Re: [Unicode Announcement] New Public Review Issues for Unicode 6.0 UAXes

From: Kenneth Whistler (
Date: Tue Mar 02 2010 - 12:13:56 CST

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    Doug Ewell asked:

    > > The Unicode Consortium is revising the Unicode Standard Annexes for
    > > eventual release of Unicode 6.0. A standard part of our development
    > > process is to open all of the annexes for public review.
    > I'm curious what the benefit is of creating a new revision of *all*
    > UAXs, including those which have not changed. I quickly scanned a
    > sample of four of the documents under review, and three of them (24, 29,
    > 34) have no change except for boilerplate and copyright date (sometimes
    > rendered as "20010," BTW). I know integers are cheap, but is this just
    > a matter of following protocol or is there another benefit?

    The UTC decided some time ago that it was less confusing to
    move forward the *entire* content of the Unicode Standard
    whenever a new version was required, rather than to attempt
    to specify a version as consisting of some hodge-podge of
    updated pieces plus some unchanged pieces from prior versions.

    This general policy applies both to the annexes (which are a
    part of the complete text of the Unicode Standard) and to
    the data files, which are also moved forward for each version
    as a complete batch, even for data files which otherwise
    have no individual required change for that version.

    To see what the UTC is attempting to avoid, look at the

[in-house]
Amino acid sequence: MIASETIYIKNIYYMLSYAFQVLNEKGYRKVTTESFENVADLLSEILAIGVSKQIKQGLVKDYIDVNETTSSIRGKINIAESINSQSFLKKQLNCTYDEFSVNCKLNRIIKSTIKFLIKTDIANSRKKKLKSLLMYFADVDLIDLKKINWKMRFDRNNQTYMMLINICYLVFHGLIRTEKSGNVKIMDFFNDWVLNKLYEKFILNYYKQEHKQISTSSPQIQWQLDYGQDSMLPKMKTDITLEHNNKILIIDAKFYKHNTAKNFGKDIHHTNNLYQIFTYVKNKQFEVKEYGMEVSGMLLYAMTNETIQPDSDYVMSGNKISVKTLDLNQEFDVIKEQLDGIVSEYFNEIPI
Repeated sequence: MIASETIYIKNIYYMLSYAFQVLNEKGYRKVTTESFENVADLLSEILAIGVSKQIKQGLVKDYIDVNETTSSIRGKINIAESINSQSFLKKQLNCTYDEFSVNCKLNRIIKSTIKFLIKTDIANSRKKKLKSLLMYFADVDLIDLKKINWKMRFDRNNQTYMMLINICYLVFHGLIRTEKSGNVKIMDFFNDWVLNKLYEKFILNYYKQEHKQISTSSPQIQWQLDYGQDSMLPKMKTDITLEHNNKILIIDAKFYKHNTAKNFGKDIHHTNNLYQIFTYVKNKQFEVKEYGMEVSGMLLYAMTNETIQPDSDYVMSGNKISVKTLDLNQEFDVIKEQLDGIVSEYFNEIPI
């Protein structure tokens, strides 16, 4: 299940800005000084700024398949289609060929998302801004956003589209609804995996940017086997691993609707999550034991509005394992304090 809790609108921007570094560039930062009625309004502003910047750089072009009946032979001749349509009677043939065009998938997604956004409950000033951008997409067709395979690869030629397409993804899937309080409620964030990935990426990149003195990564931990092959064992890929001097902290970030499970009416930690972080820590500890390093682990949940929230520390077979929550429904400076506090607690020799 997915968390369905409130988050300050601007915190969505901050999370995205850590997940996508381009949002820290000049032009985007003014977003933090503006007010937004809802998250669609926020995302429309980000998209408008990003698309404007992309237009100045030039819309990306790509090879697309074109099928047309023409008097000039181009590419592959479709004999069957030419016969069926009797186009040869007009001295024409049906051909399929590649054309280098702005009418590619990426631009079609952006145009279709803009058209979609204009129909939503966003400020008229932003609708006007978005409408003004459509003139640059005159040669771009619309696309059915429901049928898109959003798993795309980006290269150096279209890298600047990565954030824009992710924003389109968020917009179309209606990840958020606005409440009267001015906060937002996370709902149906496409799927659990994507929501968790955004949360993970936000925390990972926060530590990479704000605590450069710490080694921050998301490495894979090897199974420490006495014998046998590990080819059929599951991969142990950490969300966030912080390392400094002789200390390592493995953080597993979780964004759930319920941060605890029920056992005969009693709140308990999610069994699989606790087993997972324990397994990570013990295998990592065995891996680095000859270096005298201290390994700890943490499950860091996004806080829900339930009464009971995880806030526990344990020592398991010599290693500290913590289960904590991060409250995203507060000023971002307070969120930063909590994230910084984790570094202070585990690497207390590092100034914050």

detailed definition of Version 3.0 of the Unicode Standard,
    available at:

    For Version 3.0 of the Unicode Standard, the annexes that
    existed at the time and their individual versions were:

    UAX #15, Version 18.0
    UAX #14, Version 6.0
    UAX #11, Version 5.0
    UAX #13, Version 5.0
    UAX #9, Version 6.0

    The data files had equally disparate version numbering, since
    at the time, they simply had their numbers bumped when they
    were actually changed.

    That situation proved confusing to people who were trying to
    determine the exact contents of the standard at any given
    verison level, despite the guidance given about the enumerated
    versions on the Unicode website.

    The current policy results in clearly labeled versions for
    all of the data files and all of the annexes -- versions
    which always match the version of the complete standard.

    The downside, of course, is that in some instances, particularly
    for the annexes, a new version may have no real content change.
    But the Modification history for each annex provides the relevant
    details that should help people determine when significant
    changes have occurred in an annex.

    Another thing you should know is that a number of the newly
    posted proposed updates for the annexes have content changes
    still planned for them. There are mandated fixes still in
    the works for UAX #14 and UAX #38, for example, which simply
    have not yet been integrated into the new proposed update
    drafts. Those will be noted in both the Public Review Issue
    items and in the Modification history of each document, as
    the relevant author(s) and the editorial committee can get
    them incorporated into the drafts. So not all of the drafts
    which currently include only version-related boilerplate
    updates will remain that way.

    Just procedurally, however, it is easier for the editorial
    committee to get the entire batch opened for public review
    before every last piece of intended content change is
    incorporated. And the UTC mandated that it happen that way.
    Among other things, having all the annexes open for public
    review for each version puts the general public on notice
    that feedback and review of their existing content is
    invited by the UTC, even in those cases where there is no
    specific change that has yet been required by a UTC decision
    for a particular document.


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